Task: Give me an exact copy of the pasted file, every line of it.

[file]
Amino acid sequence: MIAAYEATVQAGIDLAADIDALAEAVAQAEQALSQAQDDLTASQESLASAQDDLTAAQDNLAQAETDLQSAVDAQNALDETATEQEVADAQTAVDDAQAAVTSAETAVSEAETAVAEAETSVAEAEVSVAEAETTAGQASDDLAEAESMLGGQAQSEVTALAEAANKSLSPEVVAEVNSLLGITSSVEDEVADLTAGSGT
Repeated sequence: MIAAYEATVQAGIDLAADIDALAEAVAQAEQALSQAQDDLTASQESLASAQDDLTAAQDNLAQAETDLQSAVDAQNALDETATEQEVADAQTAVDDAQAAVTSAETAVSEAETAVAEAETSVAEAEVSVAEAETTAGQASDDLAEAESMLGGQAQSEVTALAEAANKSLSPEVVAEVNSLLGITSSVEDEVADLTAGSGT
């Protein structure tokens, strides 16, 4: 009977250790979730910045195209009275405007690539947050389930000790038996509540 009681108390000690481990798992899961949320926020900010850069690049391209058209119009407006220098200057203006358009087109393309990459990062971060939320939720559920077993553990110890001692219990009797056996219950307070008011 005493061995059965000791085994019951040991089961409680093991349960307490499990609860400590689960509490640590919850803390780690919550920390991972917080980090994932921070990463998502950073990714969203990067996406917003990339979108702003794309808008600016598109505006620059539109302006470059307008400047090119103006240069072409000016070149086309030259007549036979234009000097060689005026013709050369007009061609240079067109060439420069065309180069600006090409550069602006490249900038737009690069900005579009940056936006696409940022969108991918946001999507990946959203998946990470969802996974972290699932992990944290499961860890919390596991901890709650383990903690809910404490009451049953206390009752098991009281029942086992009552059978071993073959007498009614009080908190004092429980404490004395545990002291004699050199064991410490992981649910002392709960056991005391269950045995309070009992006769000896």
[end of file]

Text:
Amino acid sequence: MIAAYEATVQAGIDLAADIDALAEAVAQAEQALSQAQDDLTASQESLASAQDDLTAAQDNLAQAETDLQSAVDAQNALDETATEQEVADAQTAVDDAQAAVTSAETAVSEAETAVAEAETSVAEAEVSVAEAETTAGQASDDLAEAESMLGGQAQSEVTALAEAANKSLSPEVVAEVNSLLGITSSVEDEVADLTAGSGT
Repeated sequence: MIAAYEATVQAGIDLAADIDALAEAVAQAEQALSQAQDDLTASQESLASAQDDLTAAQDNLAQAETDLQSAVDAQNALDETATEQEVADAQTAVDDAQAAVTSAETAVSEAETAVAEAETSVAEAEVSVAEAETTAGQASDDLAEAESMLGGQAQSEVTALAEAANKSLSPEVVAEVNSLLGITSSVEDEVADLTAGSGT
């Protein structure tokens, strides 16, 4: 009977250790979730910045195209009275405007690539947050389930000790038996509540 009681108390000690481990798992899961949320926020900010850069690049391209058209119009407006220098200057203006358009087109393309990459990062971060939320939720559920077993553990110890001692219990009797056996219950307070008011 005493061995059965000791085994019951040991089961409680093991349960307490499990609860400590689960509490640590919850803390780690919550920390991972917080980090994932921070990463998502950073990714969203990067996406917003990339979108702003794309808008600016598109505006620059539109302006470059307008400047090119103006240069072409000016070149086309030259007549036979234009000097060689005026013709050369007009061609240079067109060439420069065309180069600006090409550069602006490249900038737009690069900005579009940056936006696409940022969108991918946001999507990946959203998946990470969802996974972290699932992990944290499961860890919390596991901890709650383990903690809910404490009451049953206390009752098991009281029942086992009552059978071993073959007498009614009080908190004092429980404490004395545990002291004699050199064991410490992981649910002392709960056991005391269950045995309070009992006769000896």